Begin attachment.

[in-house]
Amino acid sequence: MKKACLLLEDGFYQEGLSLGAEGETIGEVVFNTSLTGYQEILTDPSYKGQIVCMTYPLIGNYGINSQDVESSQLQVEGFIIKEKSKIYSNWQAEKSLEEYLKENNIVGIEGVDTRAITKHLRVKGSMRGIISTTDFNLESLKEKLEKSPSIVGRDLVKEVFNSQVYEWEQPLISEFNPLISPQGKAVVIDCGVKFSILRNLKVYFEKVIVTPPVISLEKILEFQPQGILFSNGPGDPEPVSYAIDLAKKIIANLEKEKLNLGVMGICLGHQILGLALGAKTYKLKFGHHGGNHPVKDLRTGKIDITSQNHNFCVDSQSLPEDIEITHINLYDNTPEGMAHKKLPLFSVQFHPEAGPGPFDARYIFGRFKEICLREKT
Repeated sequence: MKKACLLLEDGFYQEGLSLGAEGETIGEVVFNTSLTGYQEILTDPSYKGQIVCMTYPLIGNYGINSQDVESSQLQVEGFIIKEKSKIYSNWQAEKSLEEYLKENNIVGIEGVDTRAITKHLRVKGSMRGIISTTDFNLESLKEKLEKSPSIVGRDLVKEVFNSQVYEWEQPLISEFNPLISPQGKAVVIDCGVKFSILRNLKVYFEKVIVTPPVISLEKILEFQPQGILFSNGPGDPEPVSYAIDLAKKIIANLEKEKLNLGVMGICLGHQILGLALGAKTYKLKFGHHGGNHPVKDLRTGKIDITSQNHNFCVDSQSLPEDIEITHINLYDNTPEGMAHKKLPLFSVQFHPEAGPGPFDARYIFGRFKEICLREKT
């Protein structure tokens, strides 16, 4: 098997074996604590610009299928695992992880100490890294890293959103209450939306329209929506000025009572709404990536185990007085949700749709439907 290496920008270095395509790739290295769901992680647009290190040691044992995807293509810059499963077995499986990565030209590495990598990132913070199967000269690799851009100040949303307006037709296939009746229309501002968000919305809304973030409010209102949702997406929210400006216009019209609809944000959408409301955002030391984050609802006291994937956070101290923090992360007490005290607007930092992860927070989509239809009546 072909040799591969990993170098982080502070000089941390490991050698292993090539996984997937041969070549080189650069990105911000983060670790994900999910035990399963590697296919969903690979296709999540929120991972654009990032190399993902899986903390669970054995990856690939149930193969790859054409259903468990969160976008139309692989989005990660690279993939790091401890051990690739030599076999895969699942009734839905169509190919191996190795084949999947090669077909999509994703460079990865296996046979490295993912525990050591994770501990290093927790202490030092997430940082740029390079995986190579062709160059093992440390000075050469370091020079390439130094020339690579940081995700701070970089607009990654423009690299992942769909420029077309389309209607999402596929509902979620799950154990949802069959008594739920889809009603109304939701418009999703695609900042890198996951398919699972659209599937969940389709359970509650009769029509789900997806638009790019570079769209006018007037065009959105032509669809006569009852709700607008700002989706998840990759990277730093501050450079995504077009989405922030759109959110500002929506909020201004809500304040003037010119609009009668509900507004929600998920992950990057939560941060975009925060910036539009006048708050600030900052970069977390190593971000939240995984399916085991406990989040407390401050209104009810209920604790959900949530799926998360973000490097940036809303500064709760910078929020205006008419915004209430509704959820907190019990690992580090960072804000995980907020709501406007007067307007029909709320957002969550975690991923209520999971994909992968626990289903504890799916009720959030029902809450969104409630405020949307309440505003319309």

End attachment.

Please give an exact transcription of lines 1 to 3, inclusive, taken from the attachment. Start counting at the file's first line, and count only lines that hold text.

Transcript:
[in-house]
Amino acid sequence: MKKACLLLEDGFYQEGLSLGAEGETIGEVVFNTSLTGYQEILTDPSYKGQIVCMTYPLIGNYGINSQDVESSQLQVEGFIIKEKSKIYSNWQAEKSLEEYLKENNIVGIEGVDTRAITKHLRVKGSMRGIISTTDFNLESLKEKLEKSPSIVGRDLVKEVFNSQVYEWEQPLISEFNPLISPQGKAVVIDCGVKFSILRNLKVYFEKVIVTPPVISLEKILEFQPQGILFSNGPGDPEPVSYAIDLAKKIIANLEKEKLNLGVMGICLGHQILGLALGAKTYKLKFGHHGGNHPVKDLRTGKIDITSQNHNFCVDSQSLPEDIEITHINLYDNTPEGMAHKKLPLFSVQFHPEAGPGPFDARYIFGRFKEICLREKT
Repeated sequence: MKKACLLLEDGFYQEGLSLGAEGETIGEVVFNTSLTGYQEILTDPSYKGQIVCMTYPLIGNYGINSQDVESSQLQVEGFIIKEKSKIYSNWQAEKSLEEYLKENNIVGIEGVDTRAITKHLRVKGSMRGIISTTDFNLESLKEKLEKSPSIVGRDLVKEVFNSQVYEWEQPLISEFNPLISPQGKAVVIDCGVKFSILRNLKVYFEKVIVTPPVISLEKILEFQPQGILFSNGPGDPEPVSYAIDLAKKIIANLEKEKLNLGVMGICLGHQILGLALGAKTYKLKFGHHGGNHPVKDLRTGKIDITSQNHNFCVDSQSLPEDIEITHINLYDNTPEGMAHKKLPLFSVQFHPEAGPGPFDARYIFGRFKEICLREKT